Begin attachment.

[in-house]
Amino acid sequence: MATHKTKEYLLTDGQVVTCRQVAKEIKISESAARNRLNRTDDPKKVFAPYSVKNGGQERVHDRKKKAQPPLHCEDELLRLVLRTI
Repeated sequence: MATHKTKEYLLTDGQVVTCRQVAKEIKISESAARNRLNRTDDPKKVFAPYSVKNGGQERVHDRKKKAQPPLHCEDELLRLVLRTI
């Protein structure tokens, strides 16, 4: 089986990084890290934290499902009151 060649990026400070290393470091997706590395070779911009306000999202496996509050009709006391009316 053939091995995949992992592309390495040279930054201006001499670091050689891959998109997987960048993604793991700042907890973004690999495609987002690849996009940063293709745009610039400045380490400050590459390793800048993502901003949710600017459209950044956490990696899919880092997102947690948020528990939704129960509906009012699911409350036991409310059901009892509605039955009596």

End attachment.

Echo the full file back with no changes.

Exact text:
[in-house]
Amino acid sequence: MATHKTKEYLLTDGQVVTCRQVAKEIKISESAARNRLNRTDDPKKVFAPYSVKNGGQERVHDRKKKAQPPLHCEDELLRLVLRTI
Repeated sequence: MATHKTKEYLLTDGQVVTCRQVAKEIKISESAARNRLNRTDDPKKVFAPYSVKNGGQERVHDRKKKAQPPLHCEDELLRLVLRTI
């Protein structure tokens, strides 16, 4: 089986990084890290934290499902009151 060649990026400070290393470091997706590395070779911009306000999202496996509050009709006391009316 053939091995995949992992592309390495040279930054201006001499670091050689891959998109997987960048993604793991700042907890973004690999495609987002690849996009940063293709745009610039400045380490400050590459390793800048993502901003949710600017459209950044956490990696899919880092997102947690948020528990939704129960509906009012699911409350036991409310059901009892509605039955009596």